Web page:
Dr Aldo Sassi, coach to Ivan Basso and Cadel Evans, believes that both riders will be in peak condition during the final week of Vuelta a España and are capable of winning the race.
Both Basso and Evans will compete in the Vuelta a España, which starts Saturday, and are amongst the favourites to win. "Maybe Ivan will be better in the first week as he will be able to react to the changes in pace in the race due to the nature of his training since the Giro. Cadel may take some time to settle in during the first few stages and he could suffer then because he has not raced since the Tour. However after the first week both should be at their best," Sassi told Cyclingnews.
Sassi, a coach at the Mapei centre in Italy and a well-recognised figure in cycling, trained Paolo Bettini and the other Mapei cyclists during the team's heyday. He has worked with Evans since the beginning of the 2002 season, when the Australian signed with the now defunct Mapei team as a first-year professional. Sassi agreed to work with Basso at the start of the 2008 season, after the now-Liquigas rider asked him to post his blood profile and test results online in order to show complete transparency.
For Sassi, training two of the most successful riders in the peloton holds no problems, despite their competing ambitions in the Grand Tours. "For me it’s not difficult. I had this at the Mapei team where there were several riders trying to peak for one race like Paris-Roubaix. It might have been difficult for them, but not for me. I am a trainer, so when a race starts my job is finished. I try to do my best for every athlete and in this case it’s Cadel and Ivan, but they’re very different riders, both in character and physiological profiles."
Evans will enter the Vuelta after a poor showing in this year's Tour de France. The Silence-Lotto captain had been billed as potential winner after finishing second in 2007 and 2008, but finished in 30th place overall, his lowest finish in the Tour.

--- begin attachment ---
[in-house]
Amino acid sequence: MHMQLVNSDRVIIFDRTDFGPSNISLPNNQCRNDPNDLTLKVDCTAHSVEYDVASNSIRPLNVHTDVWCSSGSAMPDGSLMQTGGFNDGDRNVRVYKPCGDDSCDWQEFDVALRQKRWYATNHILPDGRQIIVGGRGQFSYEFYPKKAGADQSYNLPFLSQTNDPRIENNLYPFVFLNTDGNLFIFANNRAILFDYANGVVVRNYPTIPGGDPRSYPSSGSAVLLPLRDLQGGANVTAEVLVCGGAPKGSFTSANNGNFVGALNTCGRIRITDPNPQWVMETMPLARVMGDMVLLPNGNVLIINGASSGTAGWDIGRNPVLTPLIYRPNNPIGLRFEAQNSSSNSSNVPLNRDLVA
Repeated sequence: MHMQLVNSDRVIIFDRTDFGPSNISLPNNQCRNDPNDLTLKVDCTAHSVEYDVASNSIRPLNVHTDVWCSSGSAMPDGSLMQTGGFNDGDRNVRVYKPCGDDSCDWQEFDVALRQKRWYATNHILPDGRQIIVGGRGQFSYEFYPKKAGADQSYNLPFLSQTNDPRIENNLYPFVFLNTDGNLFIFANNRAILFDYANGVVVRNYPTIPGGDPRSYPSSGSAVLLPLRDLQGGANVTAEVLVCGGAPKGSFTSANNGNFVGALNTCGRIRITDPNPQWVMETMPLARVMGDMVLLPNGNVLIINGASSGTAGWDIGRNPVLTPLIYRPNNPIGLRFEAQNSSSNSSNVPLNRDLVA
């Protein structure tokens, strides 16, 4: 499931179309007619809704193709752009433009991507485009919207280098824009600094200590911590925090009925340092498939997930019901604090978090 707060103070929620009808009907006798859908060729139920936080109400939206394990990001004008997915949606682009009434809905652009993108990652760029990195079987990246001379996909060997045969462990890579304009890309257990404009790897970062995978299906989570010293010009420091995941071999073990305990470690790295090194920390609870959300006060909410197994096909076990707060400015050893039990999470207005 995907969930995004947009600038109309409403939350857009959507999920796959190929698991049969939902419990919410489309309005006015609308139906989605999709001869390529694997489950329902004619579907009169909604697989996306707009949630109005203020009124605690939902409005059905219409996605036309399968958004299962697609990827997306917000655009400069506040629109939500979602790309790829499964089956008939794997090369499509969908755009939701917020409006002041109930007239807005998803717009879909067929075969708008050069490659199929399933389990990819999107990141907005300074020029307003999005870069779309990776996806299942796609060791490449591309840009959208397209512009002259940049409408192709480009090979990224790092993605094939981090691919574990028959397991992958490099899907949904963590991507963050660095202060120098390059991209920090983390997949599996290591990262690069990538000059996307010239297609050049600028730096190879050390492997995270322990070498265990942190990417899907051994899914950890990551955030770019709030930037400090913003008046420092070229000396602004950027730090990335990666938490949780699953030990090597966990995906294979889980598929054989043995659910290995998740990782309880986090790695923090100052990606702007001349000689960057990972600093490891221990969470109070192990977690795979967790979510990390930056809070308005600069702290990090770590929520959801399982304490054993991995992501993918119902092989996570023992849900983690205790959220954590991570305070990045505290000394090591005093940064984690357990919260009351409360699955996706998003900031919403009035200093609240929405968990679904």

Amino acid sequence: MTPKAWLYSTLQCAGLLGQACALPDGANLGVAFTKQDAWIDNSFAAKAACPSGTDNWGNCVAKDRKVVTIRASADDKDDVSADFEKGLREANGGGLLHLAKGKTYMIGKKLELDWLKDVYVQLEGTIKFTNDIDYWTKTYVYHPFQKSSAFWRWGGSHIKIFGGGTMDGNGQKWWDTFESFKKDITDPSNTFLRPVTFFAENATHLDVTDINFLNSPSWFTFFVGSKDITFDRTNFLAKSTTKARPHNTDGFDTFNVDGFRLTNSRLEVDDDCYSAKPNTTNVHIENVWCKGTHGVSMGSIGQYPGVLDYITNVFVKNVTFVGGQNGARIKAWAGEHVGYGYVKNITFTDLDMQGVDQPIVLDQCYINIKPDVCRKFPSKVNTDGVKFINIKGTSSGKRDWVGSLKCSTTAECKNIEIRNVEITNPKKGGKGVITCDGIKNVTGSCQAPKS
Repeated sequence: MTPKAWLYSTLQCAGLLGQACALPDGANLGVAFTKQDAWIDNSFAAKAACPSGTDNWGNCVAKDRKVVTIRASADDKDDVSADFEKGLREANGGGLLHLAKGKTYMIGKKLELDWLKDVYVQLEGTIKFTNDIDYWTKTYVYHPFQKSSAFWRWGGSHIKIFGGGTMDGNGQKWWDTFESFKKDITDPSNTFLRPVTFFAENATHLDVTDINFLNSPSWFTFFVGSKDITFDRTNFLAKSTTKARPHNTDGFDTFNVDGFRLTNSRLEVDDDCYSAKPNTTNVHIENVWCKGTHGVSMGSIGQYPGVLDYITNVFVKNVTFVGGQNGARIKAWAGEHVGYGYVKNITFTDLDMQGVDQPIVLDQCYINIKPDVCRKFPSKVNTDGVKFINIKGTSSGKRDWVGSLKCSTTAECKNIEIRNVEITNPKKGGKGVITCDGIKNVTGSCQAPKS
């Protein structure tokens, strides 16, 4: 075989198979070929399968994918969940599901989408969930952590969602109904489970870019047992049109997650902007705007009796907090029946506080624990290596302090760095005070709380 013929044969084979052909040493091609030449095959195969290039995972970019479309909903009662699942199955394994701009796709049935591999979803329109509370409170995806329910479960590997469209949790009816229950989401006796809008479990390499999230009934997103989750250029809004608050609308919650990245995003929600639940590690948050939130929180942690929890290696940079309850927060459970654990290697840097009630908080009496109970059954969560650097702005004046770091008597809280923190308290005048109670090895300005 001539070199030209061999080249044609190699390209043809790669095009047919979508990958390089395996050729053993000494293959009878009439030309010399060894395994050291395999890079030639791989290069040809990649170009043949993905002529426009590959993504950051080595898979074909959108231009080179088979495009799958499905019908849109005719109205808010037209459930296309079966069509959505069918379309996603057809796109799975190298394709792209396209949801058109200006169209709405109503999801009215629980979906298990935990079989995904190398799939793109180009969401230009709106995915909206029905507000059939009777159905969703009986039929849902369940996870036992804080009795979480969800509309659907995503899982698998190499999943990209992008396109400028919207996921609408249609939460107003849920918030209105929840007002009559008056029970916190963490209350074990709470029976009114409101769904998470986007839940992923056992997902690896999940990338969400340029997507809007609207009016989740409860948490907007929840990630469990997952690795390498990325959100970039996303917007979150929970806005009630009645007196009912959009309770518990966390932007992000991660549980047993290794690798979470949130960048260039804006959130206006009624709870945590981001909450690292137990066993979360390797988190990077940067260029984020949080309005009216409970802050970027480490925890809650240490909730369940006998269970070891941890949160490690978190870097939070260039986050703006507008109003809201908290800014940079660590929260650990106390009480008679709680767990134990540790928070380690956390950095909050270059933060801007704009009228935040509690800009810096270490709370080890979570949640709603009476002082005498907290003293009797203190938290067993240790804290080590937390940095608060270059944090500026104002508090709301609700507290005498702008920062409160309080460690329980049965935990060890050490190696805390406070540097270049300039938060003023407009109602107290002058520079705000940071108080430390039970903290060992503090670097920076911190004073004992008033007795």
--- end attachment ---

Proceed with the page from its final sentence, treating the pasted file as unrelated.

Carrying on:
Basso too will look to banish memory of his own, albeit different, period of disappointment. He returned to racing in 2009 after his involvement in Operación Puerto blood doping scandal and subsequent two year suspension. The Italian has structured his season differently to Evans, first competing in the Giro d'Italia, where he finished 5th, and then racing at the Tour of Pologne.
"They both have different attitudes to training and that’s really important when creating schedules. Cadel is approaching the Vuelta after a long period of training at altitude without any racing since the Tour de France, while Ivan has a different approach because he raced the first half of the season and peaked at the Giro. He then recovered, resumed training at altitude and then raced Tour of Pologne. He then did another week of altitude training and some one day races to keep the paced varied. Both have very different approaches."
Sassi also gave his assessment as to why Evans was unable to perform at the Tour, pointing to issues other than the rider’s fitness. "The reasons are very complex. I don’t think it was totally physical problem. There were some stages were he wasn’t in the best condition, but the problem was perhaps more linked to other factors; like his relationship with his team and his expectations coming into the race. I think that the gap he lost in the team time trial changed everything," Sassi said.
"After the team time trial he lost his positive attitude and became more stressed. He also had a stressful winter due to being a favourite for the Tour. He wasn’t in optimal psychological condition."
Sassi was unwilling to compare the two athletes' physiological capabilities but did explain that the physical make-up of each differed significantly. "Both can sustain high efforts of roughly 6 watts per kilo for thirty to forty minutes. One has a much higher maximum heart rate and blood lactate concentration at the anaerobic threshold. They are similar engines with similar power and capacity but they work in slightly different ways. They can both sustain very hard training loads. Though, of course, each has their own preference when it comes to training."
As for Basso, his new coach believes that the Italian could be even stronger next year with a full season of competition in his legs. "He rode very close to the level I expected in the Giro but were some riders in the race that rode above or over the level I expected. There is obviously some unfortunate data that backs that up." Sassi said, perhaps referring to Danilo Di Luca’s positive tests for EPO-CERA.